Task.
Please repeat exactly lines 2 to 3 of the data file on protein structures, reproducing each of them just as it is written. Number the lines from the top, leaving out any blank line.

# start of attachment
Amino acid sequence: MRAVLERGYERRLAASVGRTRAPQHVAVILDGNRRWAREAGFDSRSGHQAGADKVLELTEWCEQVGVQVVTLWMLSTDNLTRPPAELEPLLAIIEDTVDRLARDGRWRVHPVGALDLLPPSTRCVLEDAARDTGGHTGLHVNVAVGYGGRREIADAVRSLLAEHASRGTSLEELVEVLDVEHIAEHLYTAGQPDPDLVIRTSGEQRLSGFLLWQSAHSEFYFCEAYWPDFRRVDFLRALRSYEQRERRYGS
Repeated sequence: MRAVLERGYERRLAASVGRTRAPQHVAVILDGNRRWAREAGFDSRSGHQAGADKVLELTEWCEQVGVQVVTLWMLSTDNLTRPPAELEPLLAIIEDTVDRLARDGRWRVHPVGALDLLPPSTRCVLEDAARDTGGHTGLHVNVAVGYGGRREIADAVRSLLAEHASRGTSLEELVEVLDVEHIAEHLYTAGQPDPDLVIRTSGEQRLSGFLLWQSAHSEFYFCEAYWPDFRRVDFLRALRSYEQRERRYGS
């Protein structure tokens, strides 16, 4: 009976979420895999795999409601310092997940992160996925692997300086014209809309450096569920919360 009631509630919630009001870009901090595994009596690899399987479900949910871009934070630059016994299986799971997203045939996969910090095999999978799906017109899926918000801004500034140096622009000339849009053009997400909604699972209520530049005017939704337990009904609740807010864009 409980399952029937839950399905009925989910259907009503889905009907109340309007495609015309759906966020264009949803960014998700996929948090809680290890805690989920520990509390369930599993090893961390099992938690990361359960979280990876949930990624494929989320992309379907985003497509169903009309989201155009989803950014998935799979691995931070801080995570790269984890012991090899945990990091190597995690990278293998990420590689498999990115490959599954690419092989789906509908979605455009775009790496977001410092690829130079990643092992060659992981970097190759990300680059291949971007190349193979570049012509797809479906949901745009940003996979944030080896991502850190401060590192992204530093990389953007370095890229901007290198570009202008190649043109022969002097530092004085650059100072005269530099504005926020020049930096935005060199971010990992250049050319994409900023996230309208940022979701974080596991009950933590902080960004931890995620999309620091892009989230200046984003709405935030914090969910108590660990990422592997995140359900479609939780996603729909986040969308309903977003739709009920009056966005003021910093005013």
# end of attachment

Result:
Repeated sequence: MRAVLERGYERRLAASVGRTRAPQHVAVILDGNRRWAREAGFDSRSGHQAGADKVLELTEWCEQVGVQVVTLWMLSTDNLTRPPAELEPLLAIIEDTVDRLARDGRWRVHPVGALDLLPPSTRCVLEDAARDTGGHTGLHVNVAVGYGGRREIADAVRSLLAEHASRGTSLEELVEVLDVEHIAEHLYTAGQPDPDLVIRTSGEQRLSGFLLWQSAHSEFYFCEAYWPDFRRVDFLRALRSYEQRERRYGS
């Protein structure tokens, strides 16, 4: 009976979420895999795999409601310092997940992160996925692997300086014209809309450096569920919360 009631509630919630009001870009901090595994009596690899399987479900949910871009934070630059016994299986799971997203045939996969910090095999999978799906017109899926918000801004500034140096622009000339849009053009997400909604699972209520530049005017939704337990009904609740807010864009 409980399952029937839950399905009925989910259907009503889905009907109340309007495609015309759906966020264009949803960014998700996929948090809680290890805690989920520990509390369930599993090893961390099992938690990361359960979280990876949930990624494929989320992309379907985003497509169903009309989201155009989803950014998935799979691995931070801080995570790269984890012991090899945990990091190597995690990278293998990420590689498999990115490959599954690419092989789906509908979605455009775009790496977001410092690829130079990643092992060659992981970097190759990300680059291949971007190349193979570049012509797809479906949901745009940003996979944030080896991502850190401060590192992204530093990389953007370095890229901007290198570009202008190649043109022969002097530092004085650059100072005269530099504005926020020049930096935005060199971010990992250049050319994409900023996230309208940022979701974080596991009950933590902080960004931890995620999309620091892009989230200046984003709405935030914090969910108590660990990422592997995140359900479609939780996603729909986040969308309903977003739709009920009056966005003021910093005013």